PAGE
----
Property tycoon Lee Shau-kee is donating HK$50 million to the Li Po Chun United World College at Ma On Shan for a Belt and Road Learning and Resources Centre. In plain English, let’s call it the Xi Jinping Shameless Shoe-shining Building. The school gets money, the Henderson Land dynasty performs a nauseatingly gratuitous kowtow to the Communist Party – just a plain everyday harmless prostitution win-win.
The school might want to think ahead. The ‘Belt and Road’ brand is already tarnished as a cover for debt-trap diplomacy. At some stage, Xi or a successor might ditch the tag, if not the whole grandiose neo-colonial strategy. Then the college ends up being lumbered with an embarrassing and defunct symbol. It would be like having a Great Proletarian Cultural Revolution Institute or a Dolce & Gabbana Chair of Creative Studies. At least try to get re-naming rights.
Not all parts of Hong Kong’s pro-Beijing plutocratic empires are in such an obsequious mood. The tycoon-owned Standard produces a moderately scathing editorial about the Eddie Chu Hoi-dick disqualification as a blow to rule of law. The writer asks when school teachers will have to pass ideology tests.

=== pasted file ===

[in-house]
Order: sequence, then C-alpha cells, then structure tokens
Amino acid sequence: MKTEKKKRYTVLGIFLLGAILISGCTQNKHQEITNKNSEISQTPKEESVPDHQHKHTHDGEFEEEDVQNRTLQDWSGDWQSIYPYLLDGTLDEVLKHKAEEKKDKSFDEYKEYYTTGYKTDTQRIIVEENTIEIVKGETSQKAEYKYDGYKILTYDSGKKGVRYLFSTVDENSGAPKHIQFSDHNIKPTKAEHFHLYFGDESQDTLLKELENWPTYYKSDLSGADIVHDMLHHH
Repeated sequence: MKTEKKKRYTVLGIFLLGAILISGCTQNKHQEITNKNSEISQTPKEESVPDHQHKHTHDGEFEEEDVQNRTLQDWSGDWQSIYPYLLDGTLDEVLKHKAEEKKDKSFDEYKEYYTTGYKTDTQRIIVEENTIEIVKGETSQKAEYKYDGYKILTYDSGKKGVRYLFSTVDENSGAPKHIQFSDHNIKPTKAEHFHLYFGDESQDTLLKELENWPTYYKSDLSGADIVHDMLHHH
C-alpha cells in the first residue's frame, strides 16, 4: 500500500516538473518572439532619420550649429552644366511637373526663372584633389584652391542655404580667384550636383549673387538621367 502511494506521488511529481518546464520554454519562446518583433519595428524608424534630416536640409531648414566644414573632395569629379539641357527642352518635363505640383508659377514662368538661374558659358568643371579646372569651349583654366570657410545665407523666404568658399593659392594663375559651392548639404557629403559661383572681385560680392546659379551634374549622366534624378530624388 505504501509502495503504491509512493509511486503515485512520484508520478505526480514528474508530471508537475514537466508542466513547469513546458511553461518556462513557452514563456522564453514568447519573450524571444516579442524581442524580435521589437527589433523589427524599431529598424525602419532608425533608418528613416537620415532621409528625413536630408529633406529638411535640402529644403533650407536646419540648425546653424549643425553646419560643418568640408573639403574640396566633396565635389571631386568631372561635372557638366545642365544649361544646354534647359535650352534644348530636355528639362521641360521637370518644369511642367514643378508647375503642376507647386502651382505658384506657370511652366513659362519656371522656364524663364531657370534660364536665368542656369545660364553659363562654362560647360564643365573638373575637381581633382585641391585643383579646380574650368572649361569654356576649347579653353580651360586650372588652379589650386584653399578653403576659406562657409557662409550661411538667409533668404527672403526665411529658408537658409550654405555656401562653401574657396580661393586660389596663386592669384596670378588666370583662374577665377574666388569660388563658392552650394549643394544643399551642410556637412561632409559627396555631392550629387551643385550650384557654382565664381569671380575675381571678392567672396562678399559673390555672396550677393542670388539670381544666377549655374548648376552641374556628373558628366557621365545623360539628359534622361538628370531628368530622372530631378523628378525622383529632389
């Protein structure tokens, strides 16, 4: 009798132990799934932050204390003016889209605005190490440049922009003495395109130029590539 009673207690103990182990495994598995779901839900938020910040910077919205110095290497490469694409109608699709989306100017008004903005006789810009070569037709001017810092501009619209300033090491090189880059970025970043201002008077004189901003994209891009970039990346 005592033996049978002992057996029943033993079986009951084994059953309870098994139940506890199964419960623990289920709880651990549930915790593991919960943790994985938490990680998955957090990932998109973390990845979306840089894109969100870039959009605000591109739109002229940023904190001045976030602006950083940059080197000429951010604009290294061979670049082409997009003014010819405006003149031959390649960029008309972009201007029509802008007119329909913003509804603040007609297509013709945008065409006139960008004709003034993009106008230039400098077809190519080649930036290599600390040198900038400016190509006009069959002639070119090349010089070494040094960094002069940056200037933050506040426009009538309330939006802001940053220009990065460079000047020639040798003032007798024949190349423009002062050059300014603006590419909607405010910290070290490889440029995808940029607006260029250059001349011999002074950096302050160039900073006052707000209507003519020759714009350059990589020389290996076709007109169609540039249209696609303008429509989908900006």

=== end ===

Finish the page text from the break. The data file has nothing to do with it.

Beijing’s officials are pushing the Hong Kong government into deep water. The local administration uses desperate administrative contrivances to kick Eddie Chu off a ballot while at the same time it is hounding Benny Tai and his fellow Occupy-Umbrella veterans on weird charges in the courts (epic on-the-spot reports of the trial here) – and the world is now watching because of the expulsion of a Financial Times editor.
This thread from another FT correspondent broaches the subject of Mainlandization as a turn-off for locally based international financial and other corporate interests.
This is where the Hong Kong administration starts to struggle with what, for want of a better word, we’ll call its ‘conscience’. The Communist Party commands the Hong Kong government’s loyalty through fear. But the local leaders’ true passion is for the glowing admiration of investment bankers, the World’s Freest Economy Award and the US Hong Kong Policy Act.
While kicking out an FT guy/white man is a bit close to the bone, it’s hard to imagine hedge funds fleeing to gleaming bustling Taipei anytime soon. But even the mere hint of it makes the Hong Kong government sweat. So please voice any concerns discreetly.